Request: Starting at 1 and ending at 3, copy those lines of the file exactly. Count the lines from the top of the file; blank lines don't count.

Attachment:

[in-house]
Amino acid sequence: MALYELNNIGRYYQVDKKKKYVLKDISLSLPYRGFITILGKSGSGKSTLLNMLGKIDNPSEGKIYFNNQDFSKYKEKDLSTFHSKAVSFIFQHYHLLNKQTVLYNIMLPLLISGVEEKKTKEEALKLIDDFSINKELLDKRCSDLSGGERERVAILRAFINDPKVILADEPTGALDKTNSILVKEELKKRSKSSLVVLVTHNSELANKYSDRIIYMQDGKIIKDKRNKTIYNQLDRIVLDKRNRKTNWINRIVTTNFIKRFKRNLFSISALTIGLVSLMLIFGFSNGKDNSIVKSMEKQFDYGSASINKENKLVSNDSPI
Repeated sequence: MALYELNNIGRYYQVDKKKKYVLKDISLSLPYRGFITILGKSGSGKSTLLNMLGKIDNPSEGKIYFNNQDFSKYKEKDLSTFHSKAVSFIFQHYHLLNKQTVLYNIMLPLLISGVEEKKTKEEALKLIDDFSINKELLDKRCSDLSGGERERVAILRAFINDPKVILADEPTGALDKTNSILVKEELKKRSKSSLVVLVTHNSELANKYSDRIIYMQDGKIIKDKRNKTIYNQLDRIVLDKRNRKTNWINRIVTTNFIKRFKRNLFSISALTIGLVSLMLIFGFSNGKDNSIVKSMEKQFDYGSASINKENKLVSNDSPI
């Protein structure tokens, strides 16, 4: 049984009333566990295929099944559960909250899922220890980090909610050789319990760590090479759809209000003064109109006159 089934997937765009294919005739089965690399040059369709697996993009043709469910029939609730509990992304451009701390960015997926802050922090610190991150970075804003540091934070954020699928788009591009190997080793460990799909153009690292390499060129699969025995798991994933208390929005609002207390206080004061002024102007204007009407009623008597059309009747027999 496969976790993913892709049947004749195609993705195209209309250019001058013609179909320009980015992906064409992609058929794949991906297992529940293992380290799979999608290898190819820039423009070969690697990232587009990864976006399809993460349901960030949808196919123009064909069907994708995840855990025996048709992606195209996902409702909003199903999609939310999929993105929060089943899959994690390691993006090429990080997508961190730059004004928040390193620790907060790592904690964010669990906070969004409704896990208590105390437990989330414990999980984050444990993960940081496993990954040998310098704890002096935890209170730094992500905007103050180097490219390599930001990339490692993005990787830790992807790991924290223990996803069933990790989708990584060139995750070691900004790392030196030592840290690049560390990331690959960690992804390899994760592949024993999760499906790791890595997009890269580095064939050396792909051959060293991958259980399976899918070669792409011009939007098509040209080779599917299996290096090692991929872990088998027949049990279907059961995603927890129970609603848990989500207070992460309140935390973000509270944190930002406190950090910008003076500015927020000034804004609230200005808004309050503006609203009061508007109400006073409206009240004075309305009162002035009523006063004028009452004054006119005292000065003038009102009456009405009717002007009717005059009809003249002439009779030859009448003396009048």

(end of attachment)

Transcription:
[in-house]
Amino acid sequence: MALYELNNIGRYYQVDKKKKYVLKDISLSLPYRGFITILGKSGSGKSTLLNMLGKIDNPSEGKIYFNNQDFSKYKEKDLSTFHSKAVSFIFQHYHLLNKQTVLYNIMLPLLISGVEEKKTKEEALKLIDDFSINKELLDKRCSDLSGGERERVAILRAFINDPKVILADEPTGALDKTNSILVKEELKKRSKSSLVVLVTHNSELANKYSDRIIYMQDGKIIKDKRNKTIYNQLDRIVLDKRNRKTNWINRIVTTNFIKRFKRNLFSISALTIGLVSLMLIFGFSNGKDNSIVKSMEKQFDYGSASINKENKLVSNDSPI
Repeated sequence: MALYELNNIGRYYQVDKKKKYVLKDISLSLPYRGFITILGKSGSGKSTLLNMLGKIDNPSEGKIYFNNQDFSKYKEKDLSTFHSKAVSFIFQHYHLLNKQTVLYNIMLPLLISGVEEKKTKEEALKLIDDFSINKELLDKRCSDLSGGERERVAILRAFINDPKVILADEPTGALDKTNSILVKEELKKRSKSSLVVLVTHNSELANKYSDRIIYMQDGKIIKDKRNKTIYNQLDRIVLDKRNRKTNWINRIVTTNFIKRFKRNLFSISALTIGLVSLMLIFGFSNGKDNSIVKSMEKQFDYGSASINKENKLVSNDSPI